250 hours of support for people seeking drivers licenses or IDs
440 hrs of Care Navigation
More than 600 hours of legal support provided
LA ACADEMIA CODING INSTITUTE
The La Academia Coding Institute was built around the fact that many high school students lack access to quality computer science education in their schools, even though computing occupations have been the number one source of all new wages in the country for nearly a decade now. Additionally, students of color and female students are particularly underrepresented in all fields of computer science. The La Academia Coding Institute closes this gap by providing instruction in schools and after-school programs to students who do not have the opportunity to study computer science.
Click the Play button to hear Lizbeth Martinez.
2021-2022 La Academia Coding program at a Glance
Served 92 students across multiple cohorts
Provided over 2,750 hours of computer science instruction
79% Students of color
68% Identify as female
83% Report the La Academia Coding Institute provided their first computer science training
STEVE JOHNSEN SCHOLARSHIP
Thousands of students attended La Academia during its 47-year history. Graduates have continued their education in certificate programs, trade schools, community colleges, and universities. To continue supporting those students and their families, DICP offers the Steve Johnsen Scholarship twice yearly to provide financial support to recipients pursuing post-secondary education.
2021-2022 Steve Johnsen Scholarship program at a Glance
9 Scholarship Recipients
Provided over $20,000 worth of scholarships
Volunteer Selection Committee representing community, DICP Board, and La Academia Alumni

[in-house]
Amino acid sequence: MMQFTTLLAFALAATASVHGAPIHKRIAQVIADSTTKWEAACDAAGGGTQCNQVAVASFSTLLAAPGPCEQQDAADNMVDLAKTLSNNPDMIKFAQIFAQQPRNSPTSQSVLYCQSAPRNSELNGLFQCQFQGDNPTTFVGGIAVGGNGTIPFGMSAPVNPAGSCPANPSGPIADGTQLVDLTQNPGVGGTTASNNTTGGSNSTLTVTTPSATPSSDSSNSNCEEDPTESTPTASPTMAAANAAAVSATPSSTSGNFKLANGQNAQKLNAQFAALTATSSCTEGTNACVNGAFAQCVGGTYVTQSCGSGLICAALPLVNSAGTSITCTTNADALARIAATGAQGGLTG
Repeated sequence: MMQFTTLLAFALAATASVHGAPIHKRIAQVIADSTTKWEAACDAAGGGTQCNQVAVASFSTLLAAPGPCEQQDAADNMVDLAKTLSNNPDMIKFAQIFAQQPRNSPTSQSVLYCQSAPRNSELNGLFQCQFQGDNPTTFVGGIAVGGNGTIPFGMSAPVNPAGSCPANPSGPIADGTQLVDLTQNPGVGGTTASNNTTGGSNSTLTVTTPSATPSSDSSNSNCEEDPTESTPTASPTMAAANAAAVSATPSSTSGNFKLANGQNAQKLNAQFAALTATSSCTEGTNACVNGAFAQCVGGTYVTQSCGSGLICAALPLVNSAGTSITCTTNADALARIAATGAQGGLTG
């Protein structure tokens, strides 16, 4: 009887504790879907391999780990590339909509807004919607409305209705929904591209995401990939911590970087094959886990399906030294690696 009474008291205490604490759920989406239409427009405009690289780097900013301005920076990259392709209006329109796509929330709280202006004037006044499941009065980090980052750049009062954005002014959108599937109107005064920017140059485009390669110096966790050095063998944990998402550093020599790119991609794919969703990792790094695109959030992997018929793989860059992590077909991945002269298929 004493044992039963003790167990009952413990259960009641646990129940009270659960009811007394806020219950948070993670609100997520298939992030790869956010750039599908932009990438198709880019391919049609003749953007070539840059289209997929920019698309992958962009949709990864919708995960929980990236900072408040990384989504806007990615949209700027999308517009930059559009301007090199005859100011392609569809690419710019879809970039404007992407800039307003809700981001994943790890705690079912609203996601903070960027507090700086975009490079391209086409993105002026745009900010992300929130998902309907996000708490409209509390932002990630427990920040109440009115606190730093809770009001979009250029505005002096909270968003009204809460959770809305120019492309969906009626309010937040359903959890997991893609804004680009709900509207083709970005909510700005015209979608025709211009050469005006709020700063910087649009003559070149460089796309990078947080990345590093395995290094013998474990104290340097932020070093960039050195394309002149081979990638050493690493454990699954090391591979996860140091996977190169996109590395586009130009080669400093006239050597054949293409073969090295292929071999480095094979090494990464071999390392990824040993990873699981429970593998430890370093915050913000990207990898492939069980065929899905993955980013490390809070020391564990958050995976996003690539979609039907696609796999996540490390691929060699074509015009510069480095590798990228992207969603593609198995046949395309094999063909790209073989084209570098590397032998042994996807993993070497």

2 Previous recipients received college degrees: Lizbeth Martinez and Valentina Nunez
Participant driven to support our community and how we will continue to morph this as we go
DICP has operated a food pantry since it began serving West Denver in 1960. The pantry has evolved greatly over the years from the small closet it once operated out of and this year was no exception. The number one challenge identified by pantry participants in accessing the food in the pantry has been transportation. This January, DICP received a generous donation, from a food pantry volunteer, to underwrite the purchase of a step van and enable DICP to launch our new mobile food pantry. The mobile pantry will allow us to meet participants where they’re at (i.e schools, out-of-school time programs, where they live, or other community
centers) and allow us to reduce food miles and lower carbon emissions.
Food donations have been down across the country since the onset of the pandemic, last year the amount of donated food to DICP was down by 50% from 681,134 lbs
in 20/21 to 333,677 in 21/22.
With a decrease in donations the pantry still managed to serve 11,950 individuals.
Click the Play button to hear Maria Mendoza.
2021-22 Food Pantry at a Glance
11,950 individuals served
278,064 meals served
Over 333,600 lbs of food distributed
DICP’s health education, VeggieRx, kicked off the year conducting youth and parent groups with many schools and afterschool groups across the Denver Metro area. Our partners took notice of the growing health disparities of the families and children they serve and were clamoring for a program like VeggieRx and we delivered! The 10-hour program gave children and families tools and strategies to combat health issues, food insecurity, and the growing child obesity/ diabetes issue in our communities. Each session included a cooking demo, meal, and a health education component for the participants. Some sessions included physical activity or field trips to grocery stores, garden/ farms, and parks. Parent groups became active health advocates in their communities by volunteering to manage school gardens and local food pantries.